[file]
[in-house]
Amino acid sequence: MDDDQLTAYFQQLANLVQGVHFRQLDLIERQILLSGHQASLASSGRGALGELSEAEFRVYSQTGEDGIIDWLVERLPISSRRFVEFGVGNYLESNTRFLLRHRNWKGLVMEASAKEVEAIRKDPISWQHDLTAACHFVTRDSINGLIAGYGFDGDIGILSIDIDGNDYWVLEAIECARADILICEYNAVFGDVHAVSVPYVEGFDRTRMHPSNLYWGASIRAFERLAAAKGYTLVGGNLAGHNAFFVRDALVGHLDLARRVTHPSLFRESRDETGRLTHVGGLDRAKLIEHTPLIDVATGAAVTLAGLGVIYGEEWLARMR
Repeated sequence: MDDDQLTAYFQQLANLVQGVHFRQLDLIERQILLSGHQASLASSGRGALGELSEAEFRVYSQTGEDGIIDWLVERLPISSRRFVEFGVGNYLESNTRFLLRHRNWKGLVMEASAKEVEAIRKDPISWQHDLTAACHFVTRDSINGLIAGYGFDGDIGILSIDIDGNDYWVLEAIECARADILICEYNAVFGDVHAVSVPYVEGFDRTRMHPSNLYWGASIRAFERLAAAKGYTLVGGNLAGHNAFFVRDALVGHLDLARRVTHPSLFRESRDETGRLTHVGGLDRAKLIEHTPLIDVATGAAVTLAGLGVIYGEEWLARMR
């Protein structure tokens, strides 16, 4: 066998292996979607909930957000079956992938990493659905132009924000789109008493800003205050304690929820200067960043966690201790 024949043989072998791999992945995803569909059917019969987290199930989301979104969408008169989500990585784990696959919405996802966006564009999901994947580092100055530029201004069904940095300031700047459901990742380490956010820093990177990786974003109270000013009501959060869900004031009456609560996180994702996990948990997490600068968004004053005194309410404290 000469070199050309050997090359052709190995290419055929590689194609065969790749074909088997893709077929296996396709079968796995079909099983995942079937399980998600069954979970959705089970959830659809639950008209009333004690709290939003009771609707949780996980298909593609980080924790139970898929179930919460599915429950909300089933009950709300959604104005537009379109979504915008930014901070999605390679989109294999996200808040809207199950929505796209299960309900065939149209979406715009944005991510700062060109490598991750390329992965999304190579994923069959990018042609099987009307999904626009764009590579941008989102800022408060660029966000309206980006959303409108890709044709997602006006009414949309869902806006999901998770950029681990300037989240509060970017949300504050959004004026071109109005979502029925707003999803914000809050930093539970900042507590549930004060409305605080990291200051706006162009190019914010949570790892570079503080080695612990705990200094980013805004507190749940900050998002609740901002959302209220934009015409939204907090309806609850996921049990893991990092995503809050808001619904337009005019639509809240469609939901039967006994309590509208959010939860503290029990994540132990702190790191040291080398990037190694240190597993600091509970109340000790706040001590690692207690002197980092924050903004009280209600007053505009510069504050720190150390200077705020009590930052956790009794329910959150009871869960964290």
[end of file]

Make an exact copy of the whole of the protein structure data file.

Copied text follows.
[in-house]
Amino acid sequence: MDDDQLTAYFQQLANLVQGVHFRQLDLIERQILLSGHQASLASSGRGALGELSEAEFRVYSQTGEDGIIDWLVERLPISSRRFVEFGVGNYLESNTRFLLRHRNWKGLVMEASAKEVEAIRKDPISWQHDLTAACHFVTRDSINGLIAGYGFDGDIGILSIDIDGNDYWVLEAIECARADILICEYNAVFGDVHAVSVPYVEGFDRTRMHPSNLYWGASIRAFERLAAAKGYTLVGGNLAGHNAFFVRDALVGHLDLARRVTHPSLFRESRDETGRLTHVGGLDRAKLIEHTPLIDVATGAAVTLAGLGVIYGEEWLARMR
Repeated sequence: MDDDQLTAYFQQLANLVQGVHFRQLDLIERQILLSGHQASLASSGRGALGELSEAEFRVYSQTGEDGIIDWLVERLPISSRRFVEFGVGNYLESNTRFLLRHRNWKGLVMEASAKEVEAIRKDPISWQHDLTAACHFVTRDSINGLIAGYGFDGDIGILSIDIDGNDYWVLEAIECARADILICEYNAVFGDVHAVSVPYVEGFDRTRMHPSNLYWGASIRAFERLAAAKGYTLVGGNLAGHNAFFVRDALVGHLDLARRVTHPSLFRESRDETGRLTHVGGLDRAKLIEHTPLIDVATGAAVTLAGLGVIYGEEWLARMR
């Protein structure tokens, strides 16, 4: 066998292996979607909930957000079956992938990493659905132009924000789109008493800003205050304690929820200067960043966690201790 024949043989072998791999992945995803569909059917019969987290199930989301979104969408008169989500990585784990696959919405996802966006564009999901994947580092100055530029201004069904940095300031700047459901990742380490956010820093990177990786974003109270000013009501959060869900004031009456609560996180994702996990948990997490600068968004004053005194309410404290 000469070199050309050997090359052709190995290419055929590689194609065969790749074909088997893709077929296996396709079968796995079909099983995942079937399980998600069954979970959705089970959830659809639950008209009333004690709290939003009771609707949780996980298909593609980080924790139970898929179930919460599915429950909300089933009950709300959604104005537009379109979504915008930014901070999605390679989109294999996200808040809207199950929505796209299960309900065939149209979406715009944005991510700062060109490598991750390329992965999304190579994923069959990018042609099987009307999904626009764009590579941008989102800022408060660029966000309206980006959303409108890709044709997602006006009414949309869902806006999901998770950029681990300037989240509060970017949300504050959004004026071109109005979502029925707003999803914000809050930093539970900042507590549930004060409305605080990291200051706006162009190019914010949570790892570079503080080695612990705990200094980013805004507190749940900050998002609740901002959302209220934009015409939204907090309806609850996921049990893991990092995503809050808001619904337009005019639509809240469609939901039967006994309590509208959010939860503290029990994540132990702190790191040291080398990037190694240190597993600091509970109340000790706040001590690692207690002197980092924050903004009280209600007053505009510069504050720190150390200077705020009590930052956790009794329910959150009871869960964290």